A cremation funeral can be as personalised as you like, for example, it could be humanist, themed, celebratory, and/or held by family members.

Alternative funerals and burial

Traditionally, a burial funeral included a ceremony held at a church or cemetery chapel.

Nowadays, there are alternative venues to choose from including woodland or natural burial grounds.

An alternative burial service may be humanist, themed, celebratory and/or held by family members.

You would just need to consider the additional cost of a burial plot, memorial and gravedigger fees.

[Source: Sunlife]

Ways to personalise an alternative funeral

An unconventional send-off may not take place at a church or crematorium, the hearse may not have four wheels and the coffin may not be wooden.

Aspects of a funeral that are typically traditional, such as having a long black hearse and an oak coffin, can be swapped out for less traditional alternatives to create a more personal way to say goodbye.

Here are some examples…

Alternative funeral songs:

  • Pink Floyd - Wish You Were Here
  • The Hooters - Heaven Laughs
  • Jane Siberry with K.D. Lang - Calling All Angels
  • Green Day - Good Riddance (Time of Your Life)[3]

Alternative venue ideas:

  • A town hall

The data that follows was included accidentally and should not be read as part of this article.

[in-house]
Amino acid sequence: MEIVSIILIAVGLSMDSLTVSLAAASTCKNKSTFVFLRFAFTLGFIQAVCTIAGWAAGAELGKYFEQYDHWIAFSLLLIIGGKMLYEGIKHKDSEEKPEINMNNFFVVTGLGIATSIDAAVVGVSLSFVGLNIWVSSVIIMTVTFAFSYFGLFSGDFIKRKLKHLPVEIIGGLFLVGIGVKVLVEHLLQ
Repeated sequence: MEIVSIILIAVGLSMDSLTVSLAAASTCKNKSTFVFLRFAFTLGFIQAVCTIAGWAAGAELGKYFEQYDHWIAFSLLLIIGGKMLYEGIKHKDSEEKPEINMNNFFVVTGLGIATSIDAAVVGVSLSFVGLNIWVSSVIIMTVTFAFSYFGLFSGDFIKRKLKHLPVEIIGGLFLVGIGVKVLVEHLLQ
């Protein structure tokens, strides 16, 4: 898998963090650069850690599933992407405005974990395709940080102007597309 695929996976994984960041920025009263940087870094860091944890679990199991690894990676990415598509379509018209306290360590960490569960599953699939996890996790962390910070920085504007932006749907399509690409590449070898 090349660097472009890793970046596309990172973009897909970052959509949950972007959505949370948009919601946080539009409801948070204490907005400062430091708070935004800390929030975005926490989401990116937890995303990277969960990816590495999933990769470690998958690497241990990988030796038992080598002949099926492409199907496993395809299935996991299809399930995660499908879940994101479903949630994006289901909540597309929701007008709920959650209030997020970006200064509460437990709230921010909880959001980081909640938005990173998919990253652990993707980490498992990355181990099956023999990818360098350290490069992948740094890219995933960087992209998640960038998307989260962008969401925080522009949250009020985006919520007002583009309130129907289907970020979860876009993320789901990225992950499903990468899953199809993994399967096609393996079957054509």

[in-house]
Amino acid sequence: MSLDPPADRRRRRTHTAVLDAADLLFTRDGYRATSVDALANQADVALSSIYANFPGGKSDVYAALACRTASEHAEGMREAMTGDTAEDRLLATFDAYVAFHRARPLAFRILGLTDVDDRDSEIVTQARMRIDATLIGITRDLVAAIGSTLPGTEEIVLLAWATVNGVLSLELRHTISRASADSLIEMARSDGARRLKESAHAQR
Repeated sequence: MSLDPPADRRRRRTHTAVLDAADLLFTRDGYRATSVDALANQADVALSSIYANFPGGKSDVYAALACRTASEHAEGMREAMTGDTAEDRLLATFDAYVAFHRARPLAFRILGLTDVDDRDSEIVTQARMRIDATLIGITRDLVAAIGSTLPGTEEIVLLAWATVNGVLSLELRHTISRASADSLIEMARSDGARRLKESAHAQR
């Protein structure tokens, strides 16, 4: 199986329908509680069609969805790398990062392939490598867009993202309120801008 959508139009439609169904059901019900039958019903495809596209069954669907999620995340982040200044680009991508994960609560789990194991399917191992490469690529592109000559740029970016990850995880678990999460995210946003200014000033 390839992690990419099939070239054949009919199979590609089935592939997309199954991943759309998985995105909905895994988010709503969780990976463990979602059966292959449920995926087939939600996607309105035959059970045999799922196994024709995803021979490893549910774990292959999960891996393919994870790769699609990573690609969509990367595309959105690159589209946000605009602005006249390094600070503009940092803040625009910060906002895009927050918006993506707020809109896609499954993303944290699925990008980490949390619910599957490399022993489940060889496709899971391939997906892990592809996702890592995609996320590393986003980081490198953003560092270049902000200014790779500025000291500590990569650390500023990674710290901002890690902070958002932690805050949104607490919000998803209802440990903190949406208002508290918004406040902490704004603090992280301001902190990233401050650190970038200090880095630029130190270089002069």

• At a hotel or pub
  • A boat
  • At home
  • At the burial site

Alternative hearse ideas:

  • Horse-drawn hearse
  • Bicycle hearse
  • Motorcycle hearse
  • VW hearse
  • Vintage lorry hearse

Alternative coffin ideas:

  • Cardboard coffin
  • Bamboo coffin
  • Willow or wicker coffin
  • Wool coffin
  • Bespoke / personalised coffin

There’s also the option of a shroud which is usually made from natural materials, such as cotton or woollen felt. These are more common for eco burials but can be used for cremation as well.


Alternative floral arrangements:

  • Bright or multi-coloured flowers
  • Bespoke named tribute e.g. Grandad, Dad
  • Bespoke personalised tribute e.g. football, teddy bear
  • Pillow or cushion-shaped

Alternatives to funeral flowers:

  • Charity donation
  • A tree or plant (planted at a special location)
  • Memorial bench or plaque